Klaus Eichstadt, guitarist of the American rock band Ugly Kid Joe

Pros and cons

If you think you can’t play rock without a full stack, you’re barking up the wrong tree, but this amplifier variant is very popular, especially with representatives of harder music genres.  The reason for this is, in addition to the aforementioned optics, also the performance of the amps which are typically used. With a tube amplifier with 100 watts of power, eight speakers of 12″ each can easily be used – loud, primal and absolutely genuine! However, compared to the half stack, this variant isn’t so easy to transport. The size and the usually very high volume make the full stack a perfect companion for big concerts and for rehearsal rooms where the sparks are flying even during practice sessions.

Pearl Jam in Amsterdam in 2012

Combos, full or half stack – conclusion

Basically, it doesn’t matter which design a tube amplifier has – all the variants sound good. Which design is most suitable depends much more on the intended purpose of the tube amplifier. Guitarists who want to rehearse at home, fill out smaller gigs or want to be picked up by microphone use combos for space and comfort reasons – ideally matched components included. If you prefer it louder and you don’t want to get lost in the mix, you’ll get your money’s worth with a half- or full stack.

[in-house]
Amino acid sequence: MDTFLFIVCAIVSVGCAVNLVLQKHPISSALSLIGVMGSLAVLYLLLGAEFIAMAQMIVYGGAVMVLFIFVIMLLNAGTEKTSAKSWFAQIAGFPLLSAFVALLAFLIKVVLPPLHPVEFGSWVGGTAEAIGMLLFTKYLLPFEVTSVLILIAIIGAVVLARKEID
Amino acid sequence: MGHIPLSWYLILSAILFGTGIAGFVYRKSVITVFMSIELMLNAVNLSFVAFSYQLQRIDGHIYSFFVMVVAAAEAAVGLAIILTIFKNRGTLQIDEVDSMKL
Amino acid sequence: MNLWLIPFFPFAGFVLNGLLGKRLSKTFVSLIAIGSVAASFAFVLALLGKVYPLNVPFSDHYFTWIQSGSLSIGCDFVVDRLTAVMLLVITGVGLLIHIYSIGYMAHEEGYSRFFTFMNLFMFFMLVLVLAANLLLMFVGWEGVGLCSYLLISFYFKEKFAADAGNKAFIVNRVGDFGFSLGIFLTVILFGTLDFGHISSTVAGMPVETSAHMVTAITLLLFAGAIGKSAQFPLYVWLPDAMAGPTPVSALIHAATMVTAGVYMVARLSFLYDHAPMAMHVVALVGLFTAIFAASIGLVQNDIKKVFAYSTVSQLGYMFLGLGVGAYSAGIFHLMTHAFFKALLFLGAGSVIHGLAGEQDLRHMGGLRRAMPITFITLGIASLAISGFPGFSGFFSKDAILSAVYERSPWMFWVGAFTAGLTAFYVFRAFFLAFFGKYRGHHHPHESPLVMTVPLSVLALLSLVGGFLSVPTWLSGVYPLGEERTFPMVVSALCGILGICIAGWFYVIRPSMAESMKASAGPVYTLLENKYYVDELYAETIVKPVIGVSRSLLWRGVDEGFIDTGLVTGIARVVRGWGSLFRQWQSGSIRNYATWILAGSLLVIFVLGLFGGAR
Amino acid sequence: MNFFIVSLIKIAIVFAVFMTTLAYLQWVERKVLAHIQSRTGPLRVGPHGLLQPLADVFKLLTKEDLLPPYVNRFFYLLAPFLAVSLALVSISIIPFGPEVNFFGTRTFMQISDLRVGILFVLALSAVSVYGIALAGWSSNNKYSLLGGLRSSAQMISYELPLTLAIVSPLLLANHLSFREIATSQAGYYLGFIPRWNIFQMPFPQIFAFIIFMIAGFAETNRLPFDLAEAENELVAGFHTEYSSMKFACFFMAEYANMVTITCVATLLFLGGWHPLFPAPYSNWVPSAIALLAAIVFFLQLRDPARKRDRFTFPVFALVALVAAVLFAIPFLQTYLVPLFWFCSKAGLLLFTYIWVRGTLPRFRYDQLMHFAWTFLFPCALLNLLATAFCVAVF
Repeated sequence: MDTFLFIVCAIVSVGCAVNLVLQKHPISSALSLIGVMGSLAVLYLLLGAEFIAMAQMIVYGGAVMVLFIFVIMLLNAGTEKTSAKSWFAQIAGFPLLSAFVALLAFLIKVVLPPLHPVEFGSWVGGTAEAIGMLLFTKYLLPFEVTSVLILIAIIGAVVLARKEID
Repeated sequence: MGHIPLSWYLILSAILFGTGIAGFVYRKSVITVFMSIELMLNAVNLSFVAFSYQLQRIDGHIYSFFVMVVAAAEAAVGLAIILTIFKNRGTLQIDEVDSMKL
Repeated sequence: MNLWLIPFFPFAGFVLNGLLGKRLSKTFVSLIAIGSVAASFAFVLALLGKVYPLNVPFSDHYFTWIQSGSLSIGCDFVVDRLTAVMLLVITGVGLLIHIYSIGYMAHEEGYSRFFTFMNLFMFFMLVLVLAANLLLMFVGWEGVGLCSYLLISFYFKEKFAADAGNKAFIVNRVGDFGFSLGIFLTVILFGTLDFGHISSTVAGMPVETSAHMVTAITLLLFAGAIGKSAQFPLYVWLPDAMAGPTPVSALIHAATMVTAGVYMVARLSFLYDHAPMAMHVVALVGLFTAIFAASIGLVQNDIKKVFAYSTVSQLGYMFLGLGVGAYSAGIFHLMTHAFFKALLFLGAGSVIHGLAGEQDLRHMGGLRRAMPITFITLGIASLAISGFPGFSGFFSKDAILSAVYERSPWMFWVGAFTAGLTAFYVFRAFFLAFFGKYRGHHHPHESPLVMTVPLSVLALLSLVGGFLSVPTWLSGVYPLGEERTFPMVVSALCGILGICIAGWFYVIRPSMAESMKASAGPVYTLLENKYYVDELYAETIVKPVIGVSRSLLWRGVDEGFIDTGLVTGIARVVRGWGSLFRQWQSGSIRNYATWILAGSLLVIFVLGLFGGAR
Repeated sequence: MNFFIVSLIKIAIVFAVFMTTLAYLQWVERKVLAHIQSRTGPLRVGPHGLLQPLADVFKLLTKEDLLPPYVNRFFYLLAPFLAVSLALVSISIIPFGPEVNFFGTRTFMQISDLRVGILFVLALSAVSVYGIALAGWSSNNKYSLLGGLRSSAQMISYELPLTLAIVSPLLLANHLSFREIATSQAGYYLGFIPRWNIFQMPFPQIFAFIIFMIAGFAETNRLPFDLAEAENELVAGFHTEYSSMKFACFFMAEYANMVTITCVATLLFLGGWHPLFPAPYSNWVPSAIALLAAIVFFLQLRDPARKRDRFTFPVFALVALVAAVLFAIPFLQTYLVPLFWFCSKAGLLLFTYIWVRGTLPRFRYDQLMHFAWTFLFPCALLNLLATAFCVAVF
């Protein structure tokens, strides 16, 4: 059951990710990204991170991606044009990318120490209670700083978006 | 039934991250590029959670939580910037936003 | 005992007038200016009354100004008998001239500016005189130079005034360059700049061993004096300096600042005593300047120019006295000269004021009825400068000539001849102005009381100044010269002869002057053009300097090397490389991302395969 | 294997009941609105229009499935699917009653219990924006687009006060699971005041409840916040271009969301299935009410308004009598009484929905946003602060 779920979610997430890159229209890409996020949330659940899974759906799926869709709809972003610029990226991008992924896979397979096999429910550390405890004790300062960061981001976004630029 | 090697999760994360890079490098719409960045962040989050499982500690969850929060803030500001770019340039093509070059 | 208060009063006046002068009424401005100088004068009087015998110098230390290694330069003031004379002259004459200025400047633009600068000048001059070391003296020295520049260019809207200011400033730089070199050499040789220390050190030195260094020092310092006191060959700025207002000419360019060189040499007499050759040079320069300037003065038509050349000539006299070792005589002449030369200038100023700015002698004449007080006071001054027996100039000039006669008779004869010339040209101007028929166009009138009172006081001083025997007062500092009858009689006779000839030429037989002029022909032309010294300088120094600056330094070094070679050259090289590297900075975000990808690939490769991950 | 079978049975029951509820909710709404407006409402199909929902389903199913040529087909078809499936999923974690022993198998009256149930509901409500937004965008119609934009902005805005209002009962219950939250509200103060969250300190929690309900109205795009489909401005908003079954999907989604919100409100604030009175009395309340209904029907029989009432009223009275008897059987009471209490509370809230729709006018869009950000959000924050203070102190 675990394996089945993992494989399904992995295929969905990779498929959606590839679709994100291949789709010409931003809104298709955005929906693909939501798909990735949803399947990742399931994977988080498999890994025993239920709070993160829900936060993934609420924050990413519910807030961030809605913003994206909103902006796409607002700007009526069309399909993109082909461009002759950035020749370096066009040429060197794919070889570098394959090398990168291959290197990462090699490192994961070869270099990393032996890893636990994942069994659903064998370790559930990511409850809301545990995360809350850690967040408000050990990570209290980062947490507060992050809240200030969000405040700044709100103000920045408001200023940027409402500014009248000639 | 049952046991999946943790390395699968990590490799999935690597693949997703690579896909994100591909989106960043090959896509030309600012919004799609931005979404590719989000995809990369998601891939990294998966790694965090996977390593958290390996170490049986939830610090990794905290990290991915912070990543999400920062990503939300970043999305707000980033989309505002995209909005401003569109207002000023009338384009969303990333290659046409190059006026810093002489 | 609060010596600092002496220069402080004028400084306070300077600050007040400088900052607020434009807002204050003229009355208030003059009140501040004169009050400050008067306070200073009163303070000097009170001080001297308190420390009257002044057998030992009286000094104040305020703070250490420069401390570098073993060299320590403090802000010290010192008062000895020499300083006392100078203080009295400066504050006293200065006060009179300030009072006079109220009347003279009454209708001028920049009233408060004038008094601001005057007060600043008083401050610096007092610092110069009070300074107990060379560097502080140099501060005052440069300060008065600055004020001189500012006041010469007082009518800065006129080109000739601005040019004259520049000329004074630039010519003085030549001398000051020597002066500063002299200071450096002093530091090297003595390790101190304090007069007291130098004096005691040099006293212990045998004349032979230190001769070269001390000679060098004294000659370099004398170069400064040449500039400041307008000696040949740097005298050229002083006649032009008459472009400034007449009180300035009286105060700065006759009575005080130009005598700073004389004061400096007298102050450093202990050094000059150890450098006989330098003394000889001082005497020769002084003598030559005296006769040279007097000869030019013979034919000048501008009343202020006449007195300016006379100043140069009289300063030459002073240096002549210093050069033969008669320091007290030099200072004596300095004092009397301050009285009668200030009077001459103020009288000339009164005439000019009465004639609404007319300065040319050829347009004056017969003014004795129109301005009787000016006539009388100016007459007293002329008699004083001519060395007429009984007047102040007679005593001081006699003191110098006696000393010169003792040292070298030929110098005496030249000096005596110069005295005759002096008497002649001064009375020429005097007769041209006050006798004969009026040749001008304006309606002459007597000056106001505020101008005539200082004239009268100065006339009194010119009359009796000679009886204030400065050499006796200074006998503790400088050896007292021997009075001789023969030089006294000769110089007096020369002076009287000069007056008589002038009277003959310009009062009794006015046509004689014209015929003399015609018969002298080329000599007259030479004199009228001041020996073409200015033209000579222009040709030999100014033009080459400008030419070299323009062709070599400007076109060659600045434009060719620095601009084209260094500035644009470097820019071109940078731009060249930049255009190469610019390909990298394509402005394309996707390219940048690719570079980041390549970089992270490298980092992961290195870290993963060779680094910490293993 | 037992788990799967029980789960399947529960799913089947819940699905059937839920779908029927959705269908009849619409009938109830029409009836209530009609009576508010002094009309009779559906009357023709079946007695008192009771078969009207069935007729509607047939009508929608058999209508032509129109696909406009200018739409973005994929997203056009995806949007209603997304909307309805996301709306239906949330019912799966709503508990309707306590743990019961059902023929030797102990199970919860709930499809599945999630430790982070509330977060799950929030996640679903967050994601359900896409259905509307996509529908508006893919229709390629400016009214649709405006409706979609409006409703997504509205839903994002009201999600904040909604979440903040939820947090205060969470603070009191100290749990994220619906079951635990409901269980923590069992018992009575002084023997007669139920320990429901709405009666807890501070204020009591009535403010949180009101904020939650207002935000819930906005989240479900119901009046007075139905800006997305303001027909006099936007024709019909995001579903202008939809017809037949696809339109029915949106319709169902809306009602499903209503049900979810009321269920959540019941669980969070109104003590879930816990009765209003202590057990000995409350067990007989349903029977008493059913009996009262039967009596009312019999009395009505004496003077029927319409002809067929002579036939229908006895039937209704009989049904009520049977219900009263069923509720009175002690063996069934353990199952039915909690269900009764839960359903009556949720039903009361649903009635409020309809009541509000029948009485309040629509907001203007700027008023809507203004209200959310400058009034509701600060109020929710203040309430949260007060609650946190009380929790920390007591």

We’re enthusiastic about the pure tube sound – the design doesn’t matter at all. However, due to their good internal tuning, combos in particular usually deliver a more balanced and rounder sound image – without the hassle of wiring. If you’re interested in different amps and you’d like to scout around outside Marshall, Fender and co., we recommend our TAD Amp Kits. The sets for amplifier construction or the already pre-assembled amp kits always deliver the pure sound of tubes.

TAD Blackface 22 Reverb combo, AB763 Style - READY-TO-SHIP

Image sources:
Title image: © sumnersgraphicsinc – stock.adobe.com
Electric guitarist on stage: © kondrukhov – stock.adobe.com
Head unit (AB165) and monitor speaker case for a Fender V.L. Bassman 15 inch: By The Interior – Own work, CC BY-SA 3.0, https://commons.wikimedia.org/w/index.php?curid=17170994
Klaus Eichstadt, guitarist of the American rock band Ugly Kid Joe: By MrPanyGoff – Own work, CC BY-SA 3.0, https://commons.wikimedia.org/w/index.php?curid=20209094
Rockband Pearl Jam 2012 in Amsterdam: By Lugnuts – Own work, CC BY-SA 3.0, https://commons.wikimedia.org/w/index.php?curid=109510362